How does sunscreen even work?
Why beauty influencers tell you to use sunscreen on your face?
Ever wondered what goes on “behind the screen” that protects your face from the sun? I have the answer for you, and you’re going to love it.
First, you’ll need to understand what UV rays are.
UV rays stands for UltraViolet rays. Physicists describe a spectrum of rays, all classified according to different wavelengths and frequencies. These rays exist all around us. X-rays, microwaves, and UV-rays are all included in this list.
UV-rays are further divided into three bands according to their wavelength: UV A, UV B, and UV C. The rays naturally come from the sun, and as they pass through the Atmosphere surrounding the Earth, 90% of UV B and all of UV C gets blocked. So, the rays that hit our skin on Earth are mostly UV A, and some amounts of UV B.
This is one of the reasons why the depletion of the Ozone layer is a big problem, and why Sunscreen is such a necessity!
What each type of UV can do to our skin
These rays cause aging and skin pigmentation. They go deep into the layers of our skin and can damage the DNA of our skin cells. They also stimulate inflammation, redness, and sore-ness.
This is the ray type mainly responsible for sunburns. These rays cause a particular type of DNA damage that leads to a type of cancer called Non-melanoma Skin Cancers.
Now that we understand What UV rays can do to us, let’s take a look at how we can protect ourselves.
The most useful and effective way to protect yourself is to use Sunscreen. Scientist call sunscreens as the Primary Protective Factor.
The sunscreens which we use on our skin have something called an aromatic compound conjugated with a carbonyl group. This allows High Energy UV rays to be absorbed by the sunscreen safely. It then emits a safer version of the rays away from our body.
However, not all sunscreens can protect you from both UV A and UV B. They have to have some specific chemical compounds with a particular molecular structure to be able to do so.
That’s why it’s important for you to check that before you buy!
What is SPF?
SPF stands for Sun Protection Factor. It’s a measure of the strength of the sunscreen you are using.
Let’s say you have a person’s arm that is not protected by sunscreen. Now the amount of UV rays needed to cause a sunburn on that skin is measured. Then, on the other arm, sunscreen is applied. The amount of UV rays needed to produce a sunburn on this protected skin relative to the unprotected skin is the SPF of the sunscreen. How much more UV rays are needed to produce a sunburn when the skin is protected by sunscreen?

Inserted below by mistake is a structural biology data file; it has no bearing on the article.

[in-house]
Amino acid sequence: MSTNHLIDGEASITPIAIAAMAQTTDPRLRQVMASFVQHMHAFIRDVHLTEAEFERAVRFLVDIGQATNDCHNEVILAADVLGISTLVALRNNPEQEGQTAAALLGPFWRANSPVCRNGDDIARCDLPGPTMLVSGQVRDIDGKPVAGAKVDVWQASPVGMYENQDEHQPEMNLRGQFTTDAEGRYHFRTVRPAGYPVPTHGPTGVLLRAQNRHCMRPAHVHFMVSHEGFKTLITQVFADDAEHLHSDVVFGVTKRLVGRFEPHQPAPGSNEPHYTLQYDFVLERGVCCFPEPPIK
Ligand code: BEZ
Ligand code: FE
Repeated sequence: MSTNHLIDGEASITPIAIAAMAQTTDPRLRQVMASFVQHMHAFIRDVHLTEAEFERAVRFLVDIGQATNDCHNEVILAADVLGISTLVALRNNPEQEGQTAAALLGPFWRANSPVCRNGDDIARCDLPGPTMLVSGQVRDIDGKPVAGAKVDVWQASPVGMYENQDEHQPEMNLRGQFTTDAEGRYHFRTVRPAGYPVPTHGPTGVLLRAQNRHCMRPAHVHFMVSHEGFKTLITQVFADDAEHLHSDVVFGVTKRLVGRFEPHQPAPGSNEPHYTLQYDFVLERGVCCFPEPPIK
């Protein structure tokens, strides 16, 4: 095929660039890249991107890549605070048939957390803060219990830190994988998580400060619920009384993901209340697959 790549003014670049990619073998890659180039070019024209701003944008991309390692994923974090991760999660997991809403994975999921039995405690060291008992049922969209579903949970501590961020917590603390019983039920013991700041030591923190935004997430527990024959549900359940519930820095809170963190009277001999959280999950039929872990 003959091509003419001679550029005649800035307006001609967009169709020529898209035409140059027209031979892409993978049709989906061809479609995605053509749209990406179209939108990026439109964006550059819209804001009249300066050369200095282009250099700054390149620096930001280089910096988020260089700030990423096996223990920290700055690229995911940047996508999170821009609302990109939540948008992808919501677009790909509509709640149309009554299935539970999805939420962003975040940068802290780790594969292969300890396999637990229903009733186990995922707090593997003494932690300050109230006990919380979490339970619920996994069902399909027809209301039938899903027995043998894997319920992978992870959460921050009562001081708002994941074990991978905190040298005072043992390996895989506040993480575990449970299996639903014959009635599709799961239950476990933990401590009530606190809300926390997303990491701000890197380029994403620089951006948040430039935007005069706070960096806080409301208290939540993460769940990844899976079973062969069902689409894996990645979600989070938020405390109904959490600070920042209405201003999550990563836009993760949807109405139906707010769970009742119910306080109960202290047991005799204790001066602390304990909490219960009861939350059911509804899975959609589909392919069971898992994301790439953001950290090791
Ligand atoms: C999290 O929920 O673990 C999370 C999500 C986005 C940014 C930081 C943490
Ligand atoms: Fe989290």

You might need a minimum of SPF 15 for adequate protection. The fairer the skin, the higher is the SPF requirement. So, speak to your dermatologist to choose the right SPF for you! However, as a general rule, higher SPFs are always better than lower ones.
How should you apply the sunscreen?
In order for the sunscreen to work, it needs to be applied correctly. After all, it is a screen. To work, it needs to be applied in the right amounts and the right places.
Use a liberal amount on your skin and spread it evenly. Scientifically, it is measured as 2mg every cm 2 body surface area. That’s why adding dots on your face and spreading it evenly works!
Make sure you reapply it every 2 hours, and after sweating or swimming.
Now, it’s important to know that some of the chemicals in the sunscreen can cause skin irritations and allergies. A patch test is always recommended before you try a new product!
A sunscreen product I personally use and would recommend is the Skinvest’s Sunny Side Up Sunscreen. It contains Zinc Oxide which offers protection against both UV A and B rays. It also has some antibacterial properties!
The product has an additional trick up its sleeve. It not only prevents skin damage, but also repairs the damage. It contains antioxidants and some Botanical extracts which allow it to do so.
I’ve used it myself and I’m really happy with the product. I have acne prone skin, so its non-comedogenic properties are perfect for me. It is also non-sticky, non-greasy, and very lightweight.
Dr. Samira Davalbhakta
Doctor and a medical blogger + content creator
She has worked to break down health related concepts to simple bites for the masses to understand
Her blog: www.medwithsam.com
She also conducts webinars and counselling sessions for medical students who want to practice in the UK.
Email firstname.lastname@example.org for more information